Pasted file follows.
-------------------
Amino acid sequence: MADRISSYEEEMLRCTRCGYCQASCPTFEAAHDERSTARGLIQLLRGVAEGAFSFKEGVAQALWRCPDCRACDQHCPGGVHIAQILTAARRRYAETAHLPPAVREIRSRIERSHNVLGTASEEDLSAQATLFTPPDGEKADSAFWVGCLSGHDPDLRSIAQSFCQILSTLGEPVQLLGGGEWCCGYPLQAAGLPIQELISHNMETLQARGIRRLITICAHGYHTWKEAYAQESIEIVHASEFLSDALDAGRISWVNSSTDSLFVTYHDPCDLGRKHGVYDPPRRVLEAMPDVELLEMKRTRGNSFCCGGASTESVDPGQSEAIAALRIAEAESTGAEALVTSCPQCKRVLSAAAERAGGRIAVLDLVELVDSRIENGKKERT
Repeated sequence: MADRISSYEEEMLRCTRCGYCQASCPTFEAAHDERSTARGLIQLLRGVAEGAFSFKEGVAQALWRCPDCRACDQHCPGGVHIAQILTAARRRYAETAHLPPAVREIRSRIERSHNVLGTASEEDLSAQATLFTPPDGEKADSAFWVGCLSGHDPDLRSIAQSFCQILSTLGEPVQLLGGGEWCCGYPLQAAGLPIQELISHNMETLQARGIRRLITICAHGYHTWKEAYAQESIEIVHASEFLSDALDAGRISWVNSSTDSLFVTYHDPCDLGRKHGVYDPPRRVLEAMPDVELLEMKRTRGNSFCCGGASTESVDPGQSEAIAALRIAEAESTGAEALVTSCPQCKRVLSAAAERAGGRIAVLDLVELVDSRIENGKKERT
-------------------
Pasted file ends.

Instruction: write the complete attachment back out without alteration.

Amino acid sequence: MADRISSYEEEMLRCTRCGYCQASCPTFEAAHDERSTARGLIQLLRGVAEGAFSFKEGVAQALWRCPDCRACDQHCPGGVHIAQILTAARRRYAETAHLPPAVREIRSRIERSHNVLGTASEEDLSAQATLFTPPDGEKADSAFWVGCLSGHDPDLRSIAQSFCQILSTLGEPVQLLGGGEWCCGYPLQAAGLPIQELISHNMETLQARGIRRLITICAHGYHTWKEAYAQESIEIVHASEFLSDALDAGRISWVNSSTDSLFVTYHDPCDLGRKHGVYDPPRRVLEAMPDVELLEMKRTRGNSFCCGGASTESVDPGQSEAIAALRIAEAESTGAEALVTSCPQCKRVLSAAAERAGGRIAVLDLVELVDSRIENGKKERT
Repeated sequence: MADRISSYEEEMLRCTRCGYCQASCPTFEAAHDERSTARGLIQLLRGVAEGAFSFKEGVAQALWRCPDCRACDQHCPGGVHIAQILTAARRRYAETAHLPPAVREIRSRIERSHNVLGTASEEDLSAQATLFTPPDGEKADSAFWVGCLSGHDPDLRSIAQSFCQILSTLGEPVQLLGGGEWCCGYPLQAAGLPIQELISHNMETLQARGIRRLITICAHGYHTWKEAYAQESIEIVHASEFLSDALDAGRISWVNSSTDSLFVTYHDPCDLGRKHGVYDPPRRVLEAMPDVELLEMKRTRGNSFCCGGASTESVDPGQSEAIAALRIAEAESTGAEALVTSCPQCKRVLSAAAERAGGRIAVLDLVELVDSRIENGKKERT